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Kant criticizes the utilitarian view regarding happiness as the highest goal. He opposes this view as it created loopholes in arguing that people simply wants to achieve happiness. Happiness as far as Kant is concerned is a product of emotion. Following Kant’s arguments, acknowledging happiness as man’s final goal would be like ignoring the fact that human beings are rational and can choose or plan and anticipate their future. Kant portrays the categorical imperative approach where he sees all human beings as occupants of a special place in creation. People have different needs which ought to be satisfied using certain means.

He uses the term maxim to refer to intentions or principle of action. Human beings should not act in a way that portrays other people simply as means to an end but as an end to itself. In working to attain the maxim people should not use others as means. People used should benefit from the arrangement and their consent should be sought. To him, duties should be beneficial to people used in the process of attaining the goals. I agree with Kant’s theory as all people should be treated with equality and with respect. There are two types of imperatives. The hypothetical imperative tells what we ought to do in order to achieve a goal.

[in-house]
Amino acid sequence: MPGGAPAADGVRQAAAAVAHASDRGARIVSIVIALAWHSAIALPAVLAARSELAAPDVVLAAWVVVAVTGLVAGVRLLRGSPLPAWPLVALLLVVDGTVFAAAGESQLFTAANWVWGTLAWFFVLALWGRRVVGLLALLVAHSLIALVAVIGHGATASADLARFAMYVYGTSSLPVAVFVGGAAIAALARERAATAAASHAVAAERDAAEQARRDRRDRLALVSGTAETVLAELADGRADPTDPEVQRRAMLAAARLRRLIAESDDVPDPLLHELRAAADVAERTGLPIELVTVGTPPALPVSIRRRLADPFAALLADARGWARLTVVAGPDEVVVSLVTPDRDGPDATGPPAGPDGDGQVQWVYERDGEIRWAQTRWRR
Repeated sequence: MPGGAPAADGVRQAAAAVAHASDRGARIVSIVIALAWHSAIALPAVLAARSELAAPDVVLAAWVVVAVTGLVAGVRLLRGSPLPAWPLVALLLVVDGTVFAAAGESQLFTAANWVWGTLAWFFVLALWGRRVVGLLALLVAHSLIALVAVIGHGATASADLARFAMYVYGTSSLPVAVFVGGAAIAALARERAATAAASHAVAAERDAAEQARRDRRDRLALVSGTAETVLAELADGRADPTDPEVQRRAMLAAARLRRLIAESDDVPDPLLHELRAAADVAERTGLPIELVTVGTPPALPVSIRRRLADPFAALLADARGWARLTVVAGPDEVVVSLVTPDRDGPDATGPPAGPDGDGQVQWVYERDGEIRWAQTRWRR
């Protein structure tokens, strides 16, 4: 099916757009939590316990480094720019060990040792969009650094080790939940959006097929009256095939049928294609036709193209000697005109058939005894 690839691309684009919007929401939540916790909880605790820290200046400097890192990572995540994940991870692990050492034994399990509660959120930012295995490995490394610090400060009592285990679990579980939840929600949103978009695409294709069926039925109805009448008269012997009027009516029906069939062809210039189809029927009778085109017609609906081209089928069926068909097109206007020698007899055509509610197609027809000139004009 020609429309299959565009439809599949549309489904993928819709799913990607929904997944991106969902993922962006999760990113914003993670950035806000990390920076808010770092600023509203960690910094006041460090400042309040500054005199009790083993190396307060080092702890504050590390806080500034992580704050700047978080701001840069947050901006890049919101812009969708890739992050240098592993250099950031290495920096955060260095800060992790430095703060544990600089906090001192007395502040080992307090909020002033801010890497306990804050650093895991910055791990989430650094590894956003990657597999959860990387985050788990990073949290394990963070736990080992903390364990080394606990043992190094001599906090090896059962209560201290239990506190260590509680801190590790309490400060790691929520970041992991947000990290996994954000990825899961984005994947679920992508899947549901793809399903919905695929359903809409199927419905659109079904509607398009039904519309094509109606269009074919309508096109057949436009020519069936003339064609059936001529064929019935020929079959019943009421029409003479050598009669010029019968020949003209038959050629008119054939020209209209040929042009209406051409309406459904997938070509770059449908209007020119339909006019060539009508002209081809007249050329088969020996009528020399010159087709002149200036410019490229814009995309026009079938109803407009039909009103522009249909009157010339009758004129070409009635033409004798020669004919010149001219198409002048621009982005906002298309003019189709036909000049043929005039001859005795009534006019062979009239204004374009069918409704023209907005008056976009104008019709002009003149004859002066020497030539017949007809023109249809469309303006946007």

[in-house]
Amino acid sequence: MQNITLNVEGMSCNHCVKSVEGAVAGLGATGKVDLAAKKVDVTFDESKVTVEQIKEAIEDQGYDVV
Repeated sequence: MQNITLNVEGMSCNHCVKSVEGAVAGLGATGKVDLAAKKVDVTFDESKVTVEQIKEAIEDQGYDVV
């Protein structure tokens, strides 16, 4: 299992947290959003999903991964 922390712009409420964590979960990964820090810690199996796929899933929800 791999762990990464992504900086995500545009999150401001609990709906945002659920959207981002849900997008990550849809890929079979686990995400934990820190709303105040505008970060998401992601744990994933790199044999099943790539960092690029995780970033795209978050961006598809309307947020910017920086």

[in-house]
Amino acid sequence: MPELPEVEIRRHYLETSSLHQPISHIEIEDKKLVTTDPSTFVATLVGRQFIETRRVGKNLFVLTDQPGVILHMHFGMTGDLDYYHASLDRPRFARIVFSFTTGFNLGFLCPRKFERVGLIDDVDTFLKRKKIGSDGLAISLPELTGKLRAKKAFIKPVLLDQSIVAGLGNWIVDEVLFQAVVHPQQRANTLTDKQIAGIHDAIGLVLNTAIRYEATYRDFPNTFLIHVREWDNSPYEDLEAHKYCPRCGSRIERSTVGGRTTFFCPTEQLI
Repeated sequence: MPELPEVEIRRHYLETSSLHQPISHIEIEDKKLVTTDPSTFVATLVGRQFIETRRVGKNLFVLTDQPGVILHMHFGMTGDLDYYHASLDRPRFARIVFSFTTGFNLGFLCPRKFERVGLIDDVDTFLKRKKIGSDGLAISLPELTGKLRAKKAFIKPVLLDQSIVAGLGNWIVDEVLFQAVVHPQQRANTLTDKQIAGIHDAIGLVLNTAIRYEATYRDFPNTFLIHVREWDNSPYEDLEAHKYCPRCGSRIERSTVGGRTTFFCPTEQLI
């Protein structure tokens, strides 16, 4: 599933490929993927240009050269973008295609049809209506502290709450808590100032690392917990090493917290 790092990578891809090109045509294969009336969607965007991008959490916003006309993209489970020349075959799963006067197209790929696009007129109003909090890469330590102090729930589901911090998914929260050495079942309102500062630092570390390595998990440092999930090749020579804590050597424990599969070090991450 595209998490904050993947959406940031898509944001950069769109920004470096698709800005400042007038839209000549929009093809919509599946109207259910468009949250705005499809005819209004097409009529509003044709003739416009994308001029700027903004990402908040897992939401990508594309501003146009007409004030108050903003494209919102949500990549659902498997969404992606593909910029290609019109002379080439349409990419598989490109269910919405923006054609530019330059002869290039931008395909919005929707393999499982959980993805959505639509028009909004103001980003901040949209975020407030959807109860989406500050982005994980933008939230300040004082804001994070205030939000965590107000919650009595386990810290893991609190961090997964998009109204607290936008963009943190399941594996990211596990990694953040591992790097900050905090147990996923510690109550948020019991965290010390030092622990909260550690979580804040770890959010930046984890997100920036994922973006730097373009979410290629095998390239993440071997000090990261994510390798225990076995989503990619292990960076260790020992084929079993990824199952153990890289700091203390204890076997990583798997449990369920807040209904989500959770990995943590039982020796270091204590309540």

The categorical imperative leads to absoluteness since human beings are rational and can govern their actions. People should only act on maxims that can become ‘universal law’. To Kant, there are universal moral laws that are logically necessary. People’s actions should therefore be performed according to the acceptable universal laws of morality. Individuals should act according to the same moral laws (Robert, 2000). All people should be treated with moral respect. Deception should not be considered even when being applied for wrongdoers. To Kant, duties can be perfect or imperfect.